Twilight of the Master Gatherer
John Robert Colombo reflects on a lifetime of chronicling Canada’s quotable notables
John Robert Colombo made a career overestimating the curiosity of the Canadian people.
That’s his line, not mine, and it’s important to get the citation right because he’s spent a large portion of his 86 years accurately connecting quotations to their speakers. Colombo commented on the financial futility of these ventures in this newspaper in 1984, when he was being interviewed about the five (five!) books he would publish that year alone.
“Economically, you’d have to say I’m unsuccessful,” he told The Globe and Mail back then. Sixty books into his career, he cast doubt as to whether he’d be able to keep it up. Readers needn’t have worried; he passed the 200 mark years ago. He readily admits that financial success was never the goal.
“I see myself as a popularizer,” he told me in the backyard of his north Toronto home recently. “I take things unknown and suggest that they are stage centre.”
His greatest success was Colombo’s Canadian Quotations, a 735-page landmark that compiled thousands of utterances by Canadians or about Canada. First published in 1974, once a Canadian reference shelf classic, and now sadly out of print, it was born from Colombo’s thirst to understand his homeland. The result earned him the title of Canada’s Master Gatherer (bestowed upon him by poet Robin Skelton, as he’s quick to acknowledge).
“Growing up in an industrial city like Kitchener in Southern Ontario meant that I had to struggle to gain a sense of the country,” he recalls. “Collecting historical and also contemporary remarks was my stepping stone to establishing a sense of the building of the country’s verbal culture and hence intellectual and artistic expression. I did it the hard way, buying 6,000 three-by-five cards and filling them out and arranging them topically: a vast mosaic of expression.”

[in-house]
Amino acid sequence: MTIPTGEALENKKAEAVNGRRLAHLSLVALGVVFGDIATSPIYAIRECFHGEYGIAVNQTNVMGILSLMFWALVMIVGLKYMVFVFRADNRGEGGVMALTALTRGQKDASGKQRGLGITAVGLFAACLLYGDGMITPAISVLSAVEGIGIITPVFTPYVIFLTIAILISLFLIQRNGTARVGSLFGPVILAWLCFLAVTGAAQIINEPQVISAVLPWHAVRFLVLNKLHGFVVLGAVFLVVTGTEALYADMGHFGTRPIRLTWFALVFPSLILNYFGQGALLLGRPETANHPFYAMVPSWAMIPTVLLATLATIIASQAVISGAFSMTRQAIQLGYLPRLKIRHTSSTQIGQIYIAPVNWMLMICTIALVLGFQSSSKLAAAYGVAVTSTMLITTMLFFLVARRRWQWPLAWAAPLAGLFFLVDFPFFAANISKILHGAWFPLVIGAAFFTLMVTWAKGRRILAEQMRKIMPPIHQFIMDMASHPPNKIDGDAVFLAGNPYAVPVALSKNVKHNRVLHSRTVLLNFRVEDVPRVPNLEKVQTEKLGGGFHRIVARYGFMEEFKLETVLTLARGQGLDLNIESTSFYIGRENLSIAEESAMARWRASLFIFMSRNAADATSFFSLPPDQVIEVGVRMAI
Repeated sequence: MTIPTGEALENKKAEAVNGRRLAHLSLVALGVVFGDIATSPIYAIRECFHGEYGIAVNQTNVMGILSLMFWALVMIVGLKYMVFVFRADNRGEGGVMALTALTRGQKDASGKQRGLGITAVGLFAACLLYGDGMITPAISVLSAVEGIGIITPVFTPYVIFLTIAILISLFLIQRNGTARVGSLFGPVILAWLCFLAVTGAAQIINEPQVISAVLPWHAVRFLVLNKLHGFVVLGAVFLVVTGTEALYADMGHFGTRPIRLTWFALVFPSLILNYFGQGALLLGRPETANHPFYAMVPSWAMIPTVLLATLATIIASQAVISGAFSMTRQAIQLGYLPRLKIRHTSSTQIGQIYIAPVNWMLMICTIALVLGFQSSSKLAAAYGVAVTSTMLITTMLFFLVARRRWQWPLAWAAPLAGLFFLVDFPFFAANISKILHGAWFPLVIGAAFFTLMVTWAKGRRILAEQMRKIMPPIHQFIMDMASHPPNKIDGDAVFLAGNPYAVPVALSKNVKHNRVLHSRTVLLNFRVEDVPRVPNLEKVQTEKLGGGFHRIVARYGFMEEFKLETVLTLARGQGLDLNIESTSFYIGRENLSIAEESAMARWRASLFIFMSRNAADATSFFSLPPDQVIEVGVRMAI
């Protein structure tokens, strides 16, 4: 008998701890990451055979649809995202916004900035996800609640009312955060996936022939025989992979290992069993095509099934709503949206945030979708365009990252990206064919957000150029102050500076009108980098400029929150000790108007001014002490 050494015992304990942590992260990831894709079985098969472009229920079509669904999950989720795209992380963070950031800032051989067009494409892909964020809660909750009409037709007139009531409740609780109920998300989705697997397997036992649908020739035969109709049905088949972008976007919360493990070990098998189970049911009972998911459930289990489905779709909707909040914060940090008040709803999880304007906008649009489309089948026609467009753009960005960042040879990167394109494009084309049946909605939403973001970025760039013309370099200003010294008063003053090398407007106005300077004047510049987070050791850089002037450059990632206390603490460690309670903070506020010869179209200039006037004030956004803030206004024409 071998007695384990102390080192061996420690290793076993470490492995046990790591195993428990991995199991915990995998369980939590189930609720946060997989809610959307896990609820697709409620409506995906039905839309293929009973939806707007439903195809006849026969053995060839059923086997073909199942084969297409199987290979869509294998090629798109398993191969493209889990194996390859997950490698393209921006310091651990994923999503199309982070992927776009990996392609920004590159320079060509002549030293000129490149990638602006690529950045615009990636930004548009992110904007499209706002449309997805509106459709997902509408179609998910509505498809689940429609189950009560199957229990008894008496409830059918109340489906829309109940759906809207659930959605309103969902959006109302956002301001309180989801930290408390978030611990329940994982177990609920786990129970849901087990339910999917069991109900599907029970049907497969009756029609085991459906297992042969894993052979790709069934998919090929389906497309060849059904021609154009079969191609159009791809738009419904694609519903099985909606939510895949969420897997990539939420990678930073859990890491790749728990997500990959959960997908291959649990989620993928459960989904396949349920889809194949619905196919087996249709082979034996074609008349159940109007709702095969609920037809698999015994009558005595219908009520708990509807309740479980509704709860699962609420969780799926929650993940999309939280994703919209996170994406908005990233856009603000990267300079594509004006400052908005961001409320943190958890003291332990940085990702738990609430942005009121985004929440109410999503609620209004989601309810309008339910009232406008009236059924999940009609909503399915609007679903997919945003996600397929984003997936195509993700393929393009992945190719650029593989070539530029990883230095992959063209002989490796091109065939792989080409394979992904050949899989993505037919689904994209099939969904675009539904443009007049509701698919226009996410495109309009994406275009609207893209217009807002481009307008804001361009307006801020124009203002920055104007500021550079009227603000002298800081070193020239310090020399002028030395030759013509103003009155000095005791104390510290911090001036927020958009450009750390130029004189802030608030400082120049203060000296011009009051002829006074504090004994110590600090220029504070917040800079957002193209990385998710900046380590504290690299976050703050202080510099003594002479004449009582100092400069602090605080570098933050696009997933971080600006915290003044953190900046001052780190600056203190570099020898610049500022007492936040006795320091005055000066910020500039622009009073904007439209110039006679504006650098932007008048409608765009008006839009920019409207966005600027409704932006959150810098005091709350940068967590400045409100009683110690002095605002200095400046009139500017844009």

A lifetime collecting every good thing ever said about Canada appears to be a terrific way to keep your wits about you, as evidenced by Colombo’s detailed responses to my questions. Although some of the names don’t come to him as quickly as they used to, Colombo proudly recalls that in his quote-gathering prime, he was unbeatable.
“I could not be defeated at a cocktail party. On a national tour, someone would say, ‘There’s nothing in your book on Madawaska,’ and I’d respond with the line and page number.”
When asked about the state of Canadian culture today, Colombo sighs. ”I feel the direction the country took in the 1960s was the right one for us, but thereafter it has been short-circuited, more so today than ever before, and the country’s promise has been lost or misplaced.”
Where, exactly, did we go wrong? I pressed him for a specific time and date, and he produced one: July 9, 1982, when Dominion Day was formally renamed Canada Day. The symbolic move via a private member’s bill in Parliament was “done in a stealthy fashion by the Liberal government.”
“That’s when the helium went out of the Canadian balloon,” Colombo said.
As a lover of country and language, it was a double betrayal for him, representing the “loss of an idiom” and a “willingness to throw away a useful word.”
If the past is a different country, the Canada he chronicled is doubly so. The journalists and personalities who fill its pages are largely forgotten. Globe columnist Richard J. Needham stands over the pages of Colombo’s New Canadian Quotations (1987) like a colossus, with more citations than Lester Pearson. Still, Colombo worked to create a diverse pantheon, researching Indigenous folklore and publishing five books on the subject. His Canada includes everyone he can track down, which explains his graphomania. To borrow a line from Robert Caro, another prolific 86-year-old writer, he’s turned every page.
Colombo continues to write “poems and effects,” producing an annual volume of self-published new work. He also maintains an expertise in the mystical and occult, a mildly lucrative sub-genre of his oeuvre. But his north star remains clear: “We should remember remarkable men and women who once made or now are making distinct contributions to the world.” Books of quotations are perhaps no longer the best way to do this, if they ever were. But for any interested publishers, a revised version of Colombo’s Canadian Quotations – his next distinct contribution to the world – is ready to go.
The Condensed Colombo’s Canadian Quotations.
“Canada only needs to be known in order to be great.”
– J. Castell Hopkins, writer and nationalist, 1901. Colombo’s maxim
“Every generation of Canadian nationalist intellectuals seem fated to play the part of Sisyphus.”
– Ramsay Cook, Saturday Night, 1970
“A deer, although toothless, may accomplish something.”
– Tsimshian proverb
“I did? I finished?”
– Marilyn Bell, 16, on Sept. 9, 1954, after swimming across Lake Ontario.
“Literature is conscious mythology.”
– Northrop Frye, and the one quip Colombo specifically requested appear in this piece.